Sadly, seniors are often the target of scams. They can be vulnerable and are seen as easy prey by many would-be scammers. Why? They often have substantial savings. They may be lonely and willing to talk to strangers. They tend to follow rules and may trust strangers with personal information like their social security numbers. They may not understand the Internet and may fall prey to buying products or services that are too good to be true.

Some of the most common ways scammers target seniors:

Door-to-door sales

Telemarketing/Phone fraud

Mail fraud

Home improvement schemes

Medicare/Health insurance fraud

Funeral & cemetery scams

Homeowner/reverse mortgage scams

You may not be able to protect your loved one from every type of scam, especially if they resist your efforts to help, but you can take some steps to prevent problems:

Monitor the mail.

Sometimes mail delivery can be the highlight of the day and many seniors are susceptible to getting hooked into scams this way. They often have the time to read the mail and may buy into fraudulent sweepstake promotions or promises of high returns on an investment. If possible, keep an eye on the mail or have someone else in the house monitor it. Look for unsolicited mail, especially those offering money or prizes, or those that appeal for donations. Offer to help balance the checkbook and check over the credit card statement so you can look for suspicious withdrawals or unauthorized charges.

Don’t talk to strangers.

Impress upon your loved one that they should never open the door to a stranger and that they are under no obligation to talk to anyone on the phone—even if it feels rude to hang up on someone. Of course, this is especially true if someone is asking for money or any personal information like a social security number. This can be tricky to keep tabs on, especially if your parent is alone, but if you notice that there is a particular problem, you can check the phone bill to see who is calling and then block unwanted calls. Putting your parent’s number on the National Do Not Call List will also help block some of the calls.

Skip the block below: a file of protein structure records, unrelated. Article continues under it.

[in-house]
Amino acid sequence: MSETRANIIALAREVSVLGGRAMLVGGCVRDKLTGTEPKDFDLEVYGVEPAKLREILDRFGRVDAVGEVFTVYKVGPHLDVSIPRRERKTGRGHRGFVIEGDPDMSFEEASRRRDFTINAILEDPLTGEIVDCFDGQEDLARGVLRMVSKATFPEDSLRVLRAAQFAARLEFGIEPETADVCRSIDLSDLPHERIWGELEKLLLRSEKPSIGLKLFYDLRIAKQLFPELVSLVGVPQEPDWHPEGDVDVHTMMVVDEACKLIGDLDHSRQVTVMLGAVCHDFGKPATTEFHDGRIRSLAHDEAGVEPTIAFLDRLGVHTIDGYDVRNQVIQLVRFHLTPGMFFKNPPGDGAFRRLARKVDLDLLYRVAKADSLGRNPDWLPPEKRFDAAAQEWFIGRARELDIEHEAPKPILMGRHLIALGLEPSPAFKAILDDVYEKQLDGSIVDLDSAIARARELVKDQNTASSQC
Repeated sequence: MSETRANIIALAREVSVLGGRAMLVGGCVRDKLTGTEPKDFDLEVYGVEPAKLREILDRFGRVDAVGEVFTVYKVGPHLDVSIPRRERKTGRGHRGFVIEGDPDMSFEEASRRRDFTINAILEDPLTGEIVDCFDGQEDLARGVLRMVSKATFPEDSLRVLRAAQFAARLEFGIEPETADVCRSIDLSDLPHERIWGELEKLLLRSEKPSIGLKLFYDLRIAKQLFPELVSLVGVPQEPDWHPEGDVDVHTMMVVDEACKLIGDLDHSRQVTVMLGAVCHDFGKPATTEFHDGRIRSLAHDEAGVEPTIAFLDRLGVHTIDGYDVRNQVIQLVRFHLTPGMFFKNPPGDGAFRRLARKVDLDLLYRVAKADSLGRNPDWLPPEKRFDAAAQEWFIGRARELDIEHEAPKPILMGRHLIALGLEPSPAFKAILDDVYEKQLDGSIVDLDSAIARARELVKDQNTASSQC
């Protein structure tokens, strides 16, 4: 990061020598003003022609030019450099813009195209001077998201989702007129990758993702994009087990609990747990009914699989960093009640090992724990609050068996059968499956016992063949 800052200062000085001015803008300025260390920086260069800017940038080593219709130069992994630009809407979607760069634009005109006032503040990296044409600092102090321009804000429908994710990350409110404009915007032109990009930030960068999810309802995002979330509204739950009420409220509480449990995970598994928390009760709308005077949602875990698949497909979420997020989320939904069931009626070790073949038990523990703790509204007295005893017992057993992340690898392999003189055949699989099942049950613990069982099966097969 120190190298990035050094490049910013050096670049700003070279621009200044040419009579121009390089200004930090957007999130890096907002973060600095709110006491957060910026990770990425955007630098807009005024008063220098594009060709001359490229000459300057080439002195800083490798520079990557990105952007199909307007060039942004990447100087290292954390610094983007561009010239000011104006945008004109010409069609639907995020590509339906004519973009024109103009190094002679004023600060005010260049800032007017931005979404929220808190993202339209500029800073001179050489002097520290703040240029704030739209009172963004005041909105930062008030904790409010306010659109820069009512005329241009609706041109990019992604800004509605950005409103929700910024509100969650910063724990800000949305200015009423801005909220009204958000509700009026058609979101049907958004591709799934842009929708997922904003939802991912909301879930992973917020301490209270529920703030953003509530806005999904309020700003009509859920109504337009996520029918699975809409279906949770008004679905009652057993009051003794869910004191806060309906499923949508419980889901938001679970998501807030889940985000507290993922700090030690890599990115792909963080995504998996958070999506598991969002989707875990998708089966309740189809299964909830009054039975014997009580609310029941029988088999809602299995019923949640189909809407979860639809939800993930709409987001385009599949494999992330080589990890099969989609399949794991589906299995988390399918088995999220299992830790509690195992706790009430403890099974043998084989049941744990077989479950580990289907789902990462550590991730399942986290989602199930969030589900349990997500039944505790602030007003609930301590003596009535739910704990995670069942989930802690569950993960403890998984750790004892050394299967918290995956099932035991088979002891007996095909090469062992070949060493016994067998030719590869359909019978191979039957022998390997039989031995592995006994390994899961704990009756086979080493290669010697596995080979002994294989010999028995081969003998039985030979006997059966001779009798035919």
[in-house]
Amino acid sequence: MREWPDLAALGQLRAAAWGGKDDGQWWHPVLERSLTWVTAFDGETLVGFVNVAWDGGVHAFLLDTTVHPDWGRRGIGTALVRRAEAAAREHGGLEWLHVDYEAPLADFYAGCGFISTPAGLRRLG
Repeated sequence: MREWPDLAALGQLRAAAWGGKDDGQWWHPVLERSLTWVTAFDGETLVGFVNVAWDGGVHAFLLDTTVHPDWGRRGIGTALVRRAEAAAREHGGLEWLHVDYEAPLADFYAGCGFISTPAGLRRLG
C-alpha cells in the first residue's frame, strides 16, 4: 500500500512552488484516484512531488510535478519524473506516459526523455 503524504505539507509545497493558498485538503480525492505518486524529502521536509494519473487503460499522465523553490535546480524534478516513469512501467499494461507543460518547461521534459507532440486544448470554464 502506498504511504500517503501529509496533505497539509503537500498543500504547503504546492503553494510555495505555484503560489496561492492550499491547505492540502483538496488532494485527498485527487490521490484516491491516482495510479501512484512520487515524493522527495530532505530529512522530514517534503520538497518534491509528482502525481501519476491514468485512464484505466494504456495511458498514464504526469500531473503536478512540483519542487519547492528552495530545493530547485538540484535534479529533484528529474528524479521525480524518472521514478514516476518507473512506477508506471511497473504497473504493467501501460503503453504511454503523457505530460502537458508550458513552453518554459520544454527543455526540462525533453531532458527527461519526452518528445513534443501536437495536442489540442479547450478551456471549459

Look into protection.

Do some research to determine if identity protection companies like LifeLock or IDShield can help you protect your loved one from identity theft and other financial scams. These services can identify issues, alert you when there is a problem and respond to financial abuse to protect assets.


National Fraud Information Center

Better Business Bureau

Federal Trade Commission

Do Not Call Registry

Home Care Angels provides assistance with daily activities, such as dressing, eating and personal care, from home service aides. Please call 847.824.5221 to speak with one of our Client Care Coordinators if you would like more information on in-home care.